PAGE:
Dressmakers have a ‘Dont be afraid to say no’ when it comes to fabric sourcing
Dressmakers in the United Kingdom are being asked not to buy fabric from factories that produce high-end clothing, such as Dolce & Lavender.
The industry has faced a series of high-profile cases in recent years, including the collapse of the Dolce brand in 2017 and a string of closures of high street retailers, including H&M, as well as the closure of the designer Stella McCartney’s namesake store in October.
Dressmakers are being urged to instead buy from suppliers who make more affordable garments and “do not use cheap fabric or waste that is no longer needed.”
A statement on the Dolces website reads: “We believe that quality and customer service are paramount in the textile industry and we work tirelessly to ensure that all our garments are made in the UK, where our fabric is sourced from and we meet or exceed the requirements of the relevant legislation.
We believe it is in the best interests of our customers to be able to shop from our online store, but that we need to make a choice to source from suppliers that meet our stringent standards.”
Dressmaker Denise Tuff, founder of Dressmaker Dorset, told TechRadars that the issue of sourcing high-quality fabrics was “a sensitive issue”.
“We have an obligation to the fabric manufacturers to meet our standards, to the retailers to meet their standards, and we’ve got a duty to consumers to have confidence in their choices,” she said.
“I think the more consumers we reach, the more we can empower them to have a say, but it’s a very sensitive issue.”
If you are an industry person, you have a responsibility to ensure the quality and supply chain is the same in terms of fabric suppliers.
“It’s important for consumers to understand the ethical fabric sourcing practices and where the fabric suppliers are coming from.”
So I don’t think it’s fair for consumers not to be aware of it.
“The way I see it, we can do our best to make sure that we source from quality fabric suppliers, but you can’t really control what happens to the brands that you buy from.”
Tuff added that there was a strong demand for high-value garments, but the quality of the fabrics was only as good as the supplier.
“We are seeing a lot of high end brands and designers that are very expensive and have high-maintenance costs and there are lots of fabrics out there that are made by a third party.”
And the quality has got to be as good, or better than the third party’s, so it’s really important that we do our due diligence.
“It’s not just high-street clothing that has faced high quality standards, according to Tuff.”
What we have is a number of garments that we’ve sourced from suppliers with a very low quality and high maintenance costs.””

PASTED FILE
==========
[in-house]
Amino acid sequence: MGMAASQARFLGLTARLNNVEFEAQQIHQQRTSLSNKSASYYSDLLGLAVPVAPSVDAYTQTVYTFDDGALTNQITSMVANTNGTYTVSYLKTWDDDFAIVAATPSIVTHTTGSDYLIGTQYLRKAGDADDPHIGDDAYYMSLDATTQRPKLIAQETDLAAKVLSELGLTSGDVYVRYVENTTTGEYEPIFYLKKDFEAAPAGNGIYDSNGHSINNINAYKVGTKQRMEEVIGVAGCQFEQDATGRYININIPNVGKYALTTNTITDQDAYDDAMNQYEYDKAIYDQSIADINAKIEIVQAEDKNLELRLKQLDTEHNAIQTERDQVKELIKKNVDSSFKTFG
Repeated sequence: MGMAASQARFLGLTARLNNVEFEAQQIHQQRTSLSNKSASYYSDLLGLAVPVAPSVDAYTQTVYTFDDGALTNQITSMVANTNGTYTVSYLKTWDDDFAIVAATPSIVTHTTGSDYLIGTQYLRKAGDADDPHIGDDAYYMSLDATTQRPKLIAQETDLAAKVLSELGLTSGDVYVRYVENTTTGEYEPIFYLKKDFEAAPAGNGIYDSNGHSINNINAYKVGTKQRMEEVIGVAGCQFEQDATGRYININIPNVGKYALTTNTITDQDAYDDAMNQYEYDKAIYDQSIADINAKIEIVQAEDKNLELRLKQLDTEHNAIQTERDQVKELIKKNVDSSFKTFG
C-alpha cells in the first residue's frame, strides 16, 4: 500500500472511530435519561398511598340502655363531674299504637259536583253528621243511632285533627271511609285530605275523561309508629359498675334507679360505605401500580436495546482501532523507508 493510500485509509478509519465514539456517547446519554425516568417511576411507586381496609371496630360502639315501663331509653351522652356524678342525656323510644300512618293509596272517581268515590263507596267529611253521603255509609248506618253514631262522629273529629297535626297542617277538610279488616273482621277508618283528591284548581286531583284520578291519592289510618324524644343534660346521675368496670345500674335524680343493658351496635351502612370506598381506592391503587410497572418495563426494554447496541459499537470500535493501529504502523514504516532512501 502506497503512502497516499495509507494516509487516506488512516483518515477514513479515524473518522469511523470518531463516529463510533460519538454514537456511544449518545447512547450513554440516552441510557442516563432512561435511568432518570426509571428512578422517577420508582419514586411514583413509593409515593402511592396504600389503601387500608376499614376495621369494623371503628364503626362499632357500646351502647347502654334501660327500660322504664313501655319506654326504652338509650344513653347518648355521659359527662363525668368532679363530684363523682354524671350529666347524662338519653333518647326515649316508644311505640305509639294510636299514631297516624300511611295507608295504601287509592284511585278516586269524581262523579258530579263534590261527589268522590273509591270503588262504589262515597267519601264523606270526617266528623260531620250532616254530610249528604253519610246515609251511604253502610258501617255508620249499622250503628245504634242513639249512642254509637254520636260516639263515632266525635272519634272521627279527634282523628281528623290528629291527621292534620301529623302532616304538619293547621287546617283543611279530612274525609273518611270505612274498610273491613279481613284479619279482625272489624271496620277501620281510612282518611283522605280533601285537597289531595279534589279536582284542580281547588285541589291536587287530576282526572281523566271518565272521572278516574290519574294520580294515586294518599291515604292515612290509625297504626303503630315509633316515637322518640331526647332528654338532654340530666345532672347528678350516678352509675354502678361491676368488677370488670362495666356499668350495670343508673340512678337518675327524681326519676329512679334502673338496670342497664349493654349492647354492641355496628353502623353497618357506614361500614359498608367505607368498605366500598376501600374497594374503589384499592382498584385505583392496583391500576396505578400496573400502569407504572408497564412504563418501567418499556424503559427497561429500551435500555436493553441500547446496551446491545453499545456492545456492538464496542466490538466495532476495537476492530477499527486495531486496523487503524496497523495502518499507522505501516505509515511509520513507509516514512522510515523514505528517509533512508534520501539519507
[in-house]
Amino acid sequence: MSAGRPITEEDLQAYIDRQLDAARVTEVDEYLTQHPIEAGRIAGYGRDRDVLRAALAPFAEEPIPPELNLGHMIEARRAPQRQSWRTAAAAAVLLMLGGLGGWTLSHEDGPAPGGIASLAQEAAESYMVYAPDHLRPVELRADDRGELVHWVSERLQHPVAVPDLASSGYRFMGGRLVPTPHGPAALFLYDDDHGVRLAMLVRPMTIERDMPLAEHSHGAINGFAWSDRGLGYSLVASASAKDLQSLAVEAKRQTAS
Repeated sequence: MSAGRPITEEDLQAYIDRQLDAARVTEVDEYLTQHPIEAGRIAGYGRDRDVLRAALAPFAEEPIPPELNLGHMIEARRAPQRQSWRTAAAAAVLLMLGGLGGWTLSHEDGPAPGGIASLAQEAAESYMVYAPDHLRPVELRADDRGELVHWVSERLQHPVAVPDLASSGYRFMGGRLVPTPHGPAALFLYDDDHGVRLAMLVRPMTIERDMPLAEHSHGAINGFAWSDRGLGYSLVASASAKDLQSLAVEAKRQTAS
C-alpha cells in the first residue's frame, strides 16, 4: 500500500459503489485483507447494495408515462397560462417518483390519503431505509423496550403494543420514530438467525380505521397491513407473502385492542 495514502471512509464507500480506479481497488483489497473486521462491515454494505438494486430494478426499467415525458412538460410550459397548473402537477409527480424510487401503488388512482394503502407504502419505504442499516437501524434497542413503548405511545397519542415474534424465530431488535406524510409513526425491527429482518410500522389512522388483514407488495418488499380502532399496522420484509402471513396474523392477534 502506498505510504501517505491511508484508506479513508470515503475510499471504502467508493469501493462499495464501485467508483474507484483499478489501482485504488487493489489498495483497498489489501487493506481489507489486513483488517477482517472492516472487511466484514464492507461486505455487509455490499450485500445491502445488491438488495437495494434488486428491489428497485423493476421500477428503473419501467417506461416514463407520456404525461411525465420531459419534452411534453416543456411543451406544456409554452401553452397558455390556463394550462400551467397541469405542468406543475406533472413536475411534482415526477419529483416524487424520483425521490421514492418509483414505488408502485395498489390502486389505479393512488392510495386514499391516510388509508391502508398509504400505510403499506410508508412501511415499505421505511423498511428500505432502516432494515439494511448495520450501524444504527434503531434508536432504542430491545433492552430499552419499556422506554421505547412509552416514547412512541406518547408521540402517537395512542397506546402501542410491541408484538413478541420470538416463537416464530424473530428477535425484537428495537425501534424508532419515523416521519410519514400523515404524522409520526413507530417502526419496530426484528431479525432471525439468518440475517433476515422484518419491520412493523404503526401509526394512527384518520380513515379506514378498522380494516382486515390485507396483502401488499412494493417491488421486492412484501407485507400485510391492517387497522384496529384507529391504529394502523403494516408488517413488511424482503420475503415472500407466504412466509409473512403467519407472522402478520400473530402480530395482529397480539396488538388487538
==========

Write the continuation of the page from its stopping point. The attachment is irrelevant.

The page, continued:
It’s definitely something that’s been a concern.”
What we have is a number of garments that we’ve sourced from suppliers with a very low quality and high maintenance costs.
“They are very high-fashion, they are very luxurious and they’re very expensive.”
When you look at the number of clothes that are being made from those fabrics, it’s going to be a problem.
“For example, we do a lot more handbags in our fabrics.
There’s a lot in our fabric that’s made from high-priced, very expensive fabrics, and that’s a big issue.”
Tiff believes that consumers are being “fuzzy” about the quality issue.
“I think there is a real need for consumers and manufacturers to have the confidence in the quality that they’re buying, and to have more transparency about where the quality comes from,” she explained.
“People are becoming more aware of what’s going on with the textile and that there is an ethical fabric that has to be sourced from reputable companies.”
It comes as the textile sector faces growing concern about the growing use of cheaper fabrics by retailers and companies in the luxury goods industry.
In 2018, the Association of British Textile Importers (ABTI) released its annual survey of UK textile sourcing, which found that in the first six months of 2018, “most major retailers were sourcing their own fabric from overseas”.
“The number of UK-made fabrics being sourced from overseas has increased by more than 60 per cent over the past five years,” the report found.
“Over the same period, imports of British-made goods rose by 20 per cent.”
In 2017, the British Textiles Association said that “the number of British fabric imports by overseas manufacturers has risen by more then 200 per cent in a year”.
“More and more British firms are sourcing their materials from overseas,” the association said.
In January 2018, ABTI also warned that “low quality fabrics” were increasingly being used in high-cost high-volume brands.
“Low quality fabrics are becoming the norm,”